The Comfort of Closure: Restoring family links
TACLOBAN CITY, Philippines – Everyday, Antonio Claridad, 72, checks the lists and goes through the names, one by one. Today might be the day that he will get word about his cousin, Reming Natulya.
“They said she died,” said Claridad in Tagalog, adding that Natulya and her family lived some 200 meters away from the shoreline of San Jose, a coastal village in Tacloban. San Jose was one of those towns totally destroyed by Super Typhoon Yolanda (Haiyan).
The last time he saw her was sometime last September during the feast of San Isidro. “Her daughter who lives in Los Angeles is the one asking me to keep looking for her. She heard somehow that her mother was among the dead. She wants to come home to bury her mother.”
“Kung patay na nga si Reming,” he said slowly, looking away. “Tanggap na namin. Gusto lang sana naming malaman.” (If Reming is dead, we can accept that. We just want to know.)
Looking for the missing
Everyday, the International Committee of the Red Cross (ICRC) Restoring Family Links delegate Elaine Chan and the Philippine Red Cross (PRC) team go through tracing requests and head off to the field and visit the communities in the Yolanda-affected areas that are the last known address of the missing. Their leads are name, age, birthday and last known address of the missing person.
“When we reach the village, the first person we usually look for is the barangay captain (community chief). He can tell us if he knows the family members or people who might know the missing,” said Chan.
They use basic rudimentary methods which still work best in the field – shouting announcements over a megaphone, knocking from door-to-door, and asking those who have survived if they know anything about the person missing.
Leads may turn up, bits of information may lead them to another place, another village; perhaps, another step closer to reuniting the missing with their families. When they get lucky, the teams are able to locate the missing person or a family member and then try to immediately call the enquirer.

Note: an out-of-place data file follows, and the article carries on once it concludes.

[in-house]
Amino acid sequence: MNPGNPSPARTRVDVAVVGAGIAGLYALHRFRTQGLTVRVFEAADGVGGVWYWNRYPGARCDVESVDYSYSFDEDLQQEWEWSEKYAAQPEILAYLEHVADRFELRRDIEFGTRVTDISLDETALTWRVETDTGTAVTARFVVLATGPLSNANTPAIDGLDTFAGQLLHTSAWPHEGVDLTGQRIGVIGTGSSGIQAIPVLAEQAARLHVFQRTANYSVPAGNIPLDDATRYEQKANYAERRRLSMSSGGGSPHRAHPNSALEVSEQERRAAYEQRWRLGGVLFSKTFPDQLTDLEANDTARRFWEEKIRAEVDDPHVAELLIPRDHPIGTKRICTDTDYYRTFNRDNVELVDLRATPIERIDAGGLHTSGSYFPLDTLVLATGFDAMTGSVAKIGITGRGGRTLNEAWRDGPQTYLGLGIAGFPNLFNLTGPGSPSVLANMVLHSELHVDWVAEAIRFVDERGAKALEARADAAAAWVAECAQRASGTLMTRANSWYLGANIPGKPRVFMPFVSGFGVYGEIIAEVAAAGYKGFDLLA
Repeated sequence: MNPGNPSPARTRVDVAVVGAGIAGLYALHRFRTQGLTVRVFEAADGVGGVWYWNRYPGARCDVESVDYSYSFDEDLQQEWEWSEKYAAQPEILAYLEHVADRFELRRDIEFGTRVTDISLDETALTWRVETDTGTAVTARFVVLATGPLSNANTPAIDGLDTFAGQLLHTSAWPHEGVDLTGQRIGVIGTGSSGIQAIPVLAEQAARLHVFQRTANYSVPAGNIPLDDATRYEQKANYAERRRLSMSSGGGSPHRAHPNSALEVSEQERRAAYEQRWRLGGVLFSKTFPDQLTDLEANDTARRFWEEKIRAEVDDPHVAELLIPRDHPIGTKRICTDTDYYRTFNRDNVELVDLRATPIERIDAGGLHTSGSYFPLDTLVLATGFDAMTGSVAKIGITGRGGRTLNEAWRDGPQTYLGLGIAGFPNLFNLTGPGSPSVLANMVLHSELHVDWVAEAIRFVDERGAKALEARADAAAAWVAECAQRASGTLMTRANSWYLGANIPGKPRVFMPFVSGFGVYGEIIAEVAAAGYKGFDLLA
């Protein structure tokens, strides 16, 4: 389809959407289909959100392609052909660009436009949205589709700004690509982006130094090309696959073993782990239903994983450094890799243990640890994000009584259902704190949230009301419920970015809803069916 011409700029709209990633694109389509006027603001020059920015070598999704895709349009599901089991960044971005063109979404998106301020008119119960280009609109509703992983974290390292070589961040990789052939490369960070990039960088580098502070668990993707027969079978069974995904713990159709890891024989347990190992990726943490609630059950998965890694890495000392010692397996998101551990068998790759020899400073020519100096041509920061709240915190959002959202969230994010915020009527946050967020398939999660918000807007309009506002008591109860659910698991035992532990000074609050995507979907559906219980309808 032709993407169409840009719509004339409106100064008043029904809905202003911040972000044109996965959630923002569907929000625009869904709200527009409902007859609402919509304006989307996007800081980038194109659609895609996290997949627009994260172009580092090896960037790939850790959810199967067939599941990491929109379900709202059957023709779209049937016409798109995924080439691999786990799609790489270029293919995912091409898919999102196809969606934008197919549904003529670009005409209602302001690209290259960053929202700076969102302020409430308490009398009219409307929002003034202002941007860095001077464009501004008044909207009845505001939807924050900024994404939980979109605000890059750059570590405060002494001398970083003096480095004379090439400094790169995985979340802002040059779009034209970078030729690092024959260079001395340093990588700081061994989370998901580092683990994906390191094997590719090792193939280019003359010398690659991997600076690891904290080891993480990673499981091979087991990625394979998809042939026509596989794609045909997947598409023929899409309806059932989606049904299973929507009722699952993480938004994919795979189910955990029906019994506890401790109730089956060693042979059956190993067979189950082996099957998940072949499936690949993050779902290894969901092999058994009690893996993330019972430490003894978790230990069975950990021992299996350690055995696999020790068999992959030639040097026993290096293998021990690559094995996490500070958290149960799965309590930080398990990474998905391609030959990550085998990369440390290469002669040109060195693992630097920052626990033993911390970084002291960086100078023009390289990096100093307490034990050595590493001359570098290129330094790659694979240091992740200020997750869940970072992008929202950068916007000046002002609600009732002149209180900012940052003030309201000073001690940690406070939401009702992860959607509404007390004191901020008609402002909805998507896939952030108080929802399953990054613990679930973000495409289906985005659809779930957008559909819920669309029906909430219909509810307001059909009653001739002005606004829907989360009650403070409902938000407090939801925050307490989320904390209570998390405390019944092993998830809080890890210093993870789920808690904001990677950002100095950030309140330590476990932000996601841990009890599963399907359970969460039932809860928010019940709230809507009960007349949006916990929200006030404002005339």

Restoring family links
The ICRC’s work to restore family links goes back to 1870, when it obtained lists of French prisoners held by German forces, and could then reassure the families. Since then, tracing people separated by conflict and disaster has become a major part of the ICRC’s protection work. It involves the international Red Cross and Red Crescent Movement in a global network.
Through the years, SMS messaging, social media and applications like Google’s Person Finder have provided a platform for quick feedback and mass transmission of information to people.
“People can file a missing person report on our restoring family links website,” explained Chan. The website offers two primary services: registration and search.
You can register people with whom you have lost contact, register your own name so that other people can see that you are alive (I’m alive list) and search through the list of missing persons and people who have reported that they are alive. Copies of these lists are also posted in public buildings, evacuation centers and radio stations in the affected areas as Internet connection is still an issue.
First Responder Radio, which set up emergency communications in Tacloban, reads portions of the list during live broadcast. At the PRC Welfare Desk, stationed outside public buildings (usually the city or municipal hall), a missing persons report may also be filed.
“Sometimes, a search turns out successful. A missing family member is found and with the contact number provided by the one who initiated the search, we connect them through a satellite phone.”
When a search turns up with nothing, the Tracing Team will check records in the evacuation centers, and check injury and death lists in hospitals.
Typhoon Yolanda was a particularly challenging case because of the large number of queries that came in from all over the world. At the onset of the typhoon, the PRC website received more than 35,000 requests and inquiries.
Later, some survivors left by air onboard C130s, logging only their names in record books. Without a minimum of identification details like full name, age, date of birth and last known address, the Red Cross Teams cannot proceed with tracing.
Now, two months after Yolanda, with communication and mobile networks partially restored, some people have already been reunited with their families, some have found their dead and buried them.
The ICRC and the PRC have on record some 350 active missing persons cases. However, the reality remains that because of the nature of the disaster and the challenges related to the management of dead bodies – a typhoon where bodies were washed away – finding and identifying all the dead bodies will not be possible.
Without a body to positively identify, the person is considered still missing. “If we cannot identify the dead bodies, we also cannot locate the missing person,” PRC social services officer Beverly Kalingag said.
Two months after, the search goes on for the Red Cross Tracing Team and others like Claridad.
Many like Claridad continue to hope against the odds that their relatives are merely lost but still alive, others simply want a body to bury. They long to say good-bye and lay their loved ones to rest. Everyday they look, everyday they try to quell the nagging hope, the anguish of wondering what if, and hope to finally attain the comfort of closure. – Rappler.com